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on 9 February 2015
Highly informative; poorly written; badly proofread.

I get the feeling that today editors acquire, but don't edit. And I know that there are no proofreaders anymore, just spell-checkers (which don't "know" anything -- hence "there" for "their" and vice versa).

But Walsh has jammed a great deal of information into this volume and it's worth winkle-ing out.
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on 9 December 2013
This seems to be aimed at someone interested in music who has little general knowledge of the Russian Nationalist composers of the C19, and as such is very useful. However, at times it is a little too generalised and one wishes for more depth - but presumably the author was constrained to less than 500 pages! There are a few anomalies: for example the author does not appear to know what a Glass Harmonica is, nor appreciate(when writing about Glinka) that both Fidelio and Der Freischutz have spoken dialogue between the musical 'numbers', as most German operas of the period do, in varying degree.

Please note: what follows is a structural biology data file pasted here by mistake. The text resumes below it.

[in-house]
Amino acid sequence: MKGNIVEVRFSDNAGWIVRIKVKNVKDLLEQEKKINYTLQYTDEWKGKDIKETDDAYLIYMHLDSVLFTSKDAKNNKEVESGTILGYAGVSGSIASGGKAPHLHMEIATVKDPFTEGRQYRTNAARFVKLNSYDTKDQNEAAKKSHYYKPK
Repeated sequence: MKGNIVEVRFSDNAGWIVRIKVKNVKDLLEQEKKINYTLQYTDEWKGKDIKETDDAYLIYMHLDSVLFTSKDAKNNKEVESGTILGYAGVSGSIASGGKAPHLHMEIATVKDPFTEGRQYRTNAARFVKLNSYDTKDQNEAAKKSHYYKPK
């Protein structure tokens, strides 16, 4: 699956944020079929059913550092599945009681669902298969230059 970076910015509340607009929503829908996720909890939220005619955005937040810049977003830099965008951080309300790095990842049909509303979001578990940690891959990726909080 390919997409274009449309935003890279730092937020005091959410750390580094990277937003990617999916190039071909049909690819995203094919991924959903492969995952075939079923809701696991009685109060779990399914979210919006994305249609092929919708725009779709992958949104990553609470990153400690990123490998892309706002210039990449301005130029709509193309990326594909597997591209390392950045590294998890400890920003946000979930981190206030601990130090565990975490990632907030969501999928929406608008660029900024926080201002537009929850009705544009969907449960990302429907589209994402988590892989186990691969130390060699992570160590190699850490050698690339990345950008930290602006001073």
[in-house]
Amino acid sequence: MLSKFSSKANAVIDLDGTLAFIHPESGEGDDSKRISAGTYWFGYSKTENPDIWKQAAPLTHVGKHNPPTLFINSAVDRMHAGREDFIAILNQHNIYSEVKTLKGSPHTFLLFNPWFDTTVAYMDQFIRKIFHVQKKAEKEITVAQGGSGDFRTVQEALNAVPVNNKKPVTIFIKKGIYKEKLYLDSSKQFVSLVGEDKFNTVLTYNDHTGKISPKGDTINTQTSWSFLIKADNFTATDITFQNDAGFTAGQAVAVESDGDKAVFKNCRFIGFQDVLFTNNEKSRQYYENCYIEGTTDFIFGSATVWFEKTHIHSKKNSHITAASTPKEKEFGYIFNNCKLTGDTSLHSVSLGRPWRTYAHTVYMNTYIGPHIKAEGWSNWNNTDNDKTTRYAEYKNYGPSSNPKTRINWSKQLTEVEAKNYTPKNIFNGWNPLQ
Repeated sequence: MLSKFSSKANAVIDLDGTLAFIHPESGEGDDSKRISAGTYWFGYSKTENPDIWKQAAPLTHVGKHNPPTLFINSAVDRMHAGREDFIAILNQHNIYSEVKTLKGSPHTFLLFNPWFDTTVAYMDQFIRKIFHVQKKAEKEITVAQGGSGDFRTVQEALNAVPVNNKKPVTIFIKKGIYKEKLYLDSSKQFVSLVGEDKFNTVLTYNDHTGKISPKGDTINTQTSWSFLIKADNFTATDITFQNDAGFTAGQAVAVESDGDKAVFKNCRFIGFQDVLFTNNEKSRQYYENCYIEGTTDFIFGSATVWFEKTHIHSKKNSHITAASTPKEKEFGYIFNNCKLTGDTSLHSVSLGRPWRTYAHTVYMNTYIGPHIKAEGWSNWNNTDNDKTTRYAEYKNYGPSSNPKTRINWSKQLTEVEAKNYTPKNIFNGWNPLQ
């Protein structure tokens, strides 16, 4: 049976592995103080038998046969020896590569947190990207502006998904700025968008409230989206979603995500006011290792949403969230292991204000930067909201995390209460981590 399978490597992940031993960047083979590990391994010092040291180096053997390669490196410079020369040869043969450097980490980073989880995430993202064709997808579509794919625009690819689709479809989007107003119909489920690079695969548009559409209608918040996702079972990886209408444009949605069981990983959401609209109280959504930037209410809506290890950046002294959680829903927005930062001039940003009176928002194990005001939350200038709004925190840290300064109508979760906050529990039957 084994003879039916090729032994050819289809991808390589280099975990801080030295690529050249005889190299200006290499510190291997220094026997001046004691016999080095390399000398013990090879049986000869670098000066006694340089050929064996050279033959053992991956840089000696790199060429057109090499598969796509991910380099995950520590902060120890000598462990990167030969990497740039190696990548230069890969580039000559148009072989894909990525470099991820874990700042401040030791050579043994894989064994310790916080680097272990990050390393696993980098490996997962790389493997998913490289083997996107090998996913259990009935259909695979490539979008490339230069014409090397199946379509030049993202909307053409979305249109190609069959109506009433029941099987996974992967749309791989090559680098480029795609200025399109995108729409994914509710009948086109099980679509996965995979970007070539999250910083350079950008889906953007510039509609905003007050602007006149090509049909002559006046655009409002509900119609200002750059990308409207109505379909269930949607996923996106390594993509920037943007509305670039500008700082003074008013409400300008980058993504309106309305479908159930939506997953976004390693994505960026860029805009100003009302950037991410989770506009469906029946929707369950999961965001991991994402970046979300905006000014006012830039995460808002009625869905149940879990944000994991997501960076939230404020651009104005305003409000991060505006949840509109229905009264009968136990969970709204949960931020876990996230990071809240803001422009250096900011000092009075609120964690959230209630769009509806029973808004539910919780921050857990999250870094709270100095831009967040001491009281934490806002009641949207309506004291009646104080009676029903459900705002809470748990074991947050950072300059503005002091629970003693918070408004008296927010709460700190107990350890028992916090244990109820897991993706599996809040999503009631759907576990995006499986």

The book deals not only with Mussorgsky, but also with many of the other C19 Russian composers and is an interesting read. One of the best things about it is that it is available on Kindle for a much more reasonable price than the hardback version.
There is, however, still room for books on C19 Russian music that delve rather more deeply, and with more apparent original research.
Modified Rapture!